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Cover of an 1832 list of placemen. Collection of the British Library. Devil's Menagerie - 1832 - British Library.jpg
Cover of an 1832 list of placemen. Collection of the British Library.

In the political history of Britain, placemen were Members of Parliament who held paid office in the civil service, generally sinecures, simultaneously with their seat in the legislature.


William and Mary

Placemen exerted substantial influence over legislation during the reign of William III and Mary II, who jointly acceded to the throne following the Glorious Revolution of 1688–89. Estimates of the number of placemen in Parliament during the 1690s vary, but the consensus among contemporary chroniclers converges around 100 or so (with a few outliers among government critics such as Samuel Grascome, who put the number far higher). [1]

As of 1690, William's court adopted an explicit policy directing placemen—who, at that time, included customs officers as well as others with 'Pentions' or 'other Advantages' provided by royal largesse—to advance the Crown's interest in Parliament, particularly as regards voting supply. [2] Rubini notes that this is not surprising, as placemen 'received some of what they voted as their reward'. [3]

A 1692 bill, which failed to pass, would have shortened the length of parliaments and banned officeholders from serving in Parliament. John Granville, apparently recalling the Self-denying Ordinance of 1645, called it a 'self-denying bill' in debate. [4] [5]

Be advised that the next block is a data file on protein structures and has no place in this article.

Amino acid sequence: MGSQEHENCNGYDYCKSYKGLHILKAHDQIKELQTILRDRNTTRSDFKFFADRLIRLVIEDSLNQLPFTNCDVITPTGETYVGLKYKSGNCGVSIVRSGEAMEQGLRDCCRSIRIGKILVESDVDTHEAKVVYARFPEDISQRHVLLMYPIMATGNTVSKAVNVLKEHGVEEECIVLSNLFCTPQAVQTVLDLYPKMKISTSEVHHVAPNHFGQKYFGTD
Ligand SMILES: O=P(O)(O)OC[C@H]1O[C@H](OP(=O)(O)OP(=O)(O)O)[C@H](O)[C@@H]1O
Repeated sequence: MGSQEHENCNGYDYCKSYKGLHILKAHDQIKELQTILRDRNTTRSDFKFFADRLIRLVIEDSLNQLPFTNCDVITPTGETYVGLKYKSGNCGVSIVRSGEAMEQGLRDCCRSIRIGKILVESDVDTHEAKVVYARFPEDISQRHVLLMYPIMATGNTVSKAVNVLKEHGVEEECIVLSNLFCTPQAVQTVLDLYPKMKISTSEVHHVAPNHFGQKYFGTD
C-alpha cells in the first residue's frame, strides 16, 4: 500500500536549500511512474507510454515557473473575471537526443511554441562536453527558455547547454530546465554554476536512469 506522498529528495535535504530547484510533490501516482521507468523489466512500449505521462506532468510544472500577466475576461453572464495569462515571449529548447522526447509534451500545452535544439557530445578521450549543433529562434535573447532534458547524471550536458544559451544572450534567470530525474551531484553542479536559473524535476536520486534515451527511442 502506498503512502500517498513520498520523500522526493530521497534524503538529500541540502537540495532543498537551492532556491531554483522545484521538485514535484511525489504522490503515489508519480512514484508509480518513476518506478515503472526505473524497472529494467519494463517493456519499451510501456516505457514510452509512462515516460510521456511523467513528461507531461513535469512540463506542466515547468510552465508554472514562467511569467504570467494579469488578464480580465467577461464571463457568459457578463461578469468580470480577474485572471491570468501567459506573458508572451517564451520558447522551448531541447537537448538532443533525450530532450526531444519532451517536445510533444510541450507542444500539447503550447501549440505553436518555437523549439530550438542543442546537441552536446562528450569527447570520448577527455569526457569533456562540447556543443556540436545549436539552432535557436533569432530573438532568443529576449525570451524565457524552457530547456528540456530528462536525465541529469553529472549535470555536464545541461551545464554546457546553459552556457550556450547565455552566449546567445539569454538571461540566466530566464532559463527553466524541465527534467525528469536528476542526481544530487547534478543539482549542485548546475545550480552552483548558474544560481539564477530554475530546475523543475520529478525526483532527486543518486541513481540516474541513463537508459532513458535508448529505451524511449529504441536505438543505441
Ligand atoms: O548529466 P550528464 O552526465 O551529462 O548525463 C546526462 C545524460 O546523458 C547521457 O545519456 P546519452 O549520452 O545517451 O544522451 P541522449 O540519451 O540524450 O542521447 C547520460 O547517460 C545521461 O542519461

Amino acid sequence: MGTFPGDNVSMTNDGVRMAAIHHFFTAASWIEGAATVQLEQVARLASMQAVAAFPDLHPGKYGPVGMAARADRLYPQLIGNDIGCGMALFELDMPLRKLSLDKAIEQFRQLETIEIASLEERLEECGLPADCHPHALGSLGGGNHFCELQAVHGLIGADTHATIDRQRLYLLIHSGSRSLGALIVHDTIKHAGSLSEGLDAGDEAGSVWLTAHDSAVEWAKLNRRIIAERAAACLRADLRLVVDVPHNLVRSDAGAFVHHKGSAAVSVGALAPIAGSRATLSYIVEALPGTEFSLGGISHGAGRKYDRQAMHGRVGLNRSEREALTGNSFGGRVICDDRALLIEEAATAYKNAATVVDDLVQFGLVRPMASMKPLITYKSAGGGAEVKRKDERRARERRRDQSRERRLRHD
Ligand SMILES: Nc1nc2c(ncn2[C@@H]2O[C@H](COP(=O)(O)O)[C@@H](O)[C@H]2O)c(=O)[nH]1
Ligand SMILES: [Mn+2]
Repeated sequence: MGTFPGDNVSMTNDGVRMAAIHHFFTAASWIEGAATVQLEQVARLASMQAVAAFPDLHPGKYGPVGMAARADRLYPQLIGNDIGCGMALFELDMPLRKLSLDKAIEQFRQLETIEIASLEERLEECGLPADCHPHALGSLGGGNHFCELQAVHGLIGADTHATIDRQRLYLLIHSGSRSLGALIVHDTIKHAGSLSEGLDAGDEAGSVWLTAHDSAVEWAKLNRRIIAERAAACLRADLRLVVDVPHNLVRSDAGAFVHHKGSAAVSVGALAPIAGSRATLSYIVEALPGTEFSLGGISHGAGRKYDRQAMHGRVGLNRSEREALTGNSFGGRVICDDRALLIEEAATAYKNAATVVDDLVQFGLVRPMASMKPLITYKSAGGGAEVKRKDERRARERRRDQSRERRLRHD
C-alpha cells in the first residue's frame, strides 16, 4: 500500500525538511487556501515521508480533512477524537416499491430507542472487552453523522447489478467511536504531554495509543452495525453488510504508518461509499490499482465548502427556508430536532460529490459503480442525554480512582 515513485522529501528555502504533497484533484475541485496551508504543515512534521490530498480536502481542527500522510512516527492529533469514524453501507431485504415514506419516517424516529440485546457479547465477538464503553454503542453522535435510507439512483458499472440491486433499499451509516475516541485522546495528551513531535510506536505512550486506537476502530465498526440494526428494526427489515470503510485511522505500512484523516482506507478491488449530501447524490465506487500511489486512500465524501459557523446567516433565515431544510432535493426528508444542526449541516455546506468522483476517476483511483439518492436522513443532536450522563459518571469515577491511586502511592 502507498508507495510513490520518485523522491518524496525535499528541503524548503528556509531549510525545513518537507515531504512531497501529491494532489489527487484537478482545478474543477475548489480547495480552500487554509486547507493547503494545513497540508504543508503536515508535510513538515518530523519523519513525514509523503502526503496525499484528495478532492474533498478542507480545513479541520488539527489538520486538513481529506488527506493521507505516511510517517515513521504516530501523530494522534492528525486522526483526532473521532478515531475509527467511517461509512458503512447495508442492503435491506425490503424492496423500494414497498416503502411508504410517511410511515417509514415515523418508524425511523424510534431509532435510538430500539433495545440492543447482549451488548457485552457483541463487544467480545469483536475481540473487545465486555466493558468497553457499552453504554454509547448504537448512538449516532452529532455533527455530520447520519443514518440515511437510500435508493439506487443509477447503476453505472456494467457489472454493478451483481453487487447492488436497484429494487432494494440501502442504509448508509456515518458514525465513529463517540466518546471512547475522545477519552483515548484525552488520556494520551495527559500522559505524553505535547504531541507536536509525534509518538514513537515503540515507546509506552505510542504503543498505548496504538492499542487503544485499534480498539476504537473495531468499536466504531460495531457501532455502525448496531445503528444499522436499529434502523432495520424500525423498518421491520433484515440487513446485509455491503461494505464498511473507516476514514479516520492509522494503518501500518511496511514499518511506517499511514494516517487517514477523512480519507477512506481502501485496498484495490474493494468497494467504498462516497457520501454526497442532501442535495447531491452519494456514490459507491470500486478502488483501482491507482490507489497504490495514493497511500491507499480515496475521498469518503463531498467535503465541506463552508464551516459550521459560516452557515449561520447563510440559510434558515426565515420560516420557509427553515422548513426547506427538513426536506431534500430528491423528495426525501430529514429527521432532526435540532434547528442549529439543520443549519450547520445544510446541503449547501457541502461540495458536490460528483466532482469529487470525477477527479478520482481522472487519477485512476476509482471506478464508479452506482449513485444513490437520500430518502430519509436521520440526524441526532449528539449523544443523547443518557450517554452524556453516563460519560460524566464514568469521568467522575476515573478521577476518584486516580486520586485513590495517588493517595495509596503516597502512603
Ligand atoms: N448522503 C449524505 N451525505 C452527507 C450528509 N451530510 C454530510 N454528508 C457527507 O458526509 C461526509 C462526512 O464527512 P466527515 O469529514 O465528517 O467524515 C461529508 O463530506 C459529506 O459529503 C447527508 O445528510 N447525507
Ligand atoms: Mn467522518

An anonymous pamphleteer writing in 1698 about the selection of a speaker expresses exasperation with the 'well paid Forces' of the Crown as compared to the 'undisciplin'd Militia' of the country party:

'Tis true, the ablest General alone, and without Troops, is insignificant: But when regulated and well paid Forces have a bold and skilful Leader at their Head, they must conquer; especially if those they encounter be an undisciplin'd Militia just brought out of their several Counties. [6] [7]

In many cases, placemen under William III exercised their control over Parliament simply by showing up: attendance at legislative sessions during William's reign was generally low, so a bloc determined to vote could pass its favoured measures by default. [7]

A provision included in a draft version of the Act of Settlement 1701 would have banned all placemen from serving in Parliament, but the language was ultimately omitted. [8]


  1. Rubini 1968, pp. 32–33.
  2. Rubini 1968, pp. 31–32.
  3. Rubini 1968, p. 34.
  4. Cobbett, William, ed. (1809). The Parliamentary History of England. 5. Longman; Hansard. p. 762.
  5. Rubini 1968, p. 100.
  6. Considerations Upon the Choice of a Speaker of the House of Commons in the Approaching Session. 1698. p. 4. OCLC   848521610.PD-icon.svgThis article incorporates text from this source, which is in the public domain.
  7. 1 2 Rubini 1968, p. 33.
  8. Rubini 1968, p. 93.


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